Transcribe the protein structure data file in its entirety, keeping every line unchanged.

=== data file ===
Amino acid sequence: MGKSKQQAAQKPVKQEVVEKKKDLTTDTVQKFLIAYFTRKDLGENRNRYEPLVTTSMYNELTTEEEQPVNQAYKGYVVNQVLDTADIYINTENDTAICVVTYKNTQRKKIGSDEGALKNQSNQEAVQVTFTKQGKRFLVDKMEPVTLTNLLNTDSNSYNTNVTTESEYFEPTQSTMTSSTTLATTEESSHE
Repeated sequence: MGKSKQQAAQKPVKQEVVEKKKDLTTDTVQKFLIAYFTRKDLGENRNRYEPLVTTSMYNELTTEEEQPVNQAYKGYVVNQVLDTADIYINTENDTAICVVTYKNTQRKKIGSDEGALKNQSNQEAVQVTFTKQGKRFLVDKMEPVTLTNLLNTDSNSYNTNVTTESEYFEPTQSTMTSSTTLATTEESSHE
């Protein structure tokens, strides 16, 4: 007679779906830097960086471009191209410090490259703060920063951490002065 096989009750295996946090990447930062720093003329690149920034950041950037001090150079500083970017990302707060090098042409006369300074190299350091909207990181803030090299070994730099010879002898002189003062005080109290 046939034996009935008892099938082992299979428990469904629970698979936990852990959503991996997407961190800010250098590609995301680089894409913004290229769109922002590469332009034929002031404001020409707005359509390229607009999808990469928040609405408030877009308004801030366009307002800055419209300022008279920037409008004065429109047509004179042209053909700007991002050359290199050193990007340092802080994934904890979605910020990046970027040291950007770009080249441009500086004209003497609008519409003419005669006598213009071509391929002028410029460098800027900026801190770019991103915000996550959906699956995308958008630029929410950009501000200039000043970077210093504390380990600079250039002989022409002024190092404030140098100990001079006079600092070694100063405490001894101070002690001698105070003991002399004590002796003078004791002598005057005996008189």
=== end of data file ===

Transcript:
Amino acid sequence: MGKSKQQAAQKPVKQEVVEKKKDLTTDTVQKFLIAYFTRKDLGENRNRYEPLVTTSMYNELTTEEEQPVNQAYKGYVVNQVLDTADIYINTENDTAICVVTYKNTQRKKIGSDEGALKNQSNQEAVQVTFTKQGKRFLVDKMEPVTLTNLLNTDSNSYNTNVTTESEYFEPTQSTMTSSTTLATTEESSHE
Repeated sequence: MGKSKQQAAQKPVKQEVVEKKKDLTTDTVQKFLIAYFTRKDLGENRNRYEPLVTTSMYNELTTEEEQPVNQAYKGYVVNQVLDTADIYINTENDTAICVVTYKNTQRKKIGSDEGALKNQSNQEAVQVTFTKQGKRFLVDKMEPVTLTNLLNTDSNSYNTNVTTESEYFEPTQSTMTSSTTLATTEESSHE
């Protein structure tokens, strides 16, 4: 007679779906830097960086471009191209410090490259703060920063951490002065 096989009750295996946090990447930062720093003329690149920034950041950037001090150079500083970017990302707060090098042409006369300074190299350091909207990181803030090299070994730099010879002898002189003062005080109290 046939034996009935008892099938082992299979428990469904629970698979936990852990959503991996997407961190800010250098590609995301680089894409913004290229769109922002590469332009034929002031404001020409707005359509390229607009999808990469928040609405408030877009308004801030366009307002800055419209300022008279920037409008004065429109047509004179042209053909700007991002050359290199050193990007340092802080994934904890979605910020990046970027040291950007770009080249441009500086004209003497609008519409003419005669006598213009071509391929002028410029460098800027900026801190770019991103915000996550959906699956995308958008630029929410950009501000200039000043970077210093504390380990600079250039002989022409002024190092404030140098100990001079006079600092070694100063405490001894101070002690001698105070003991002399004590002796003078004791002598005057005996008189």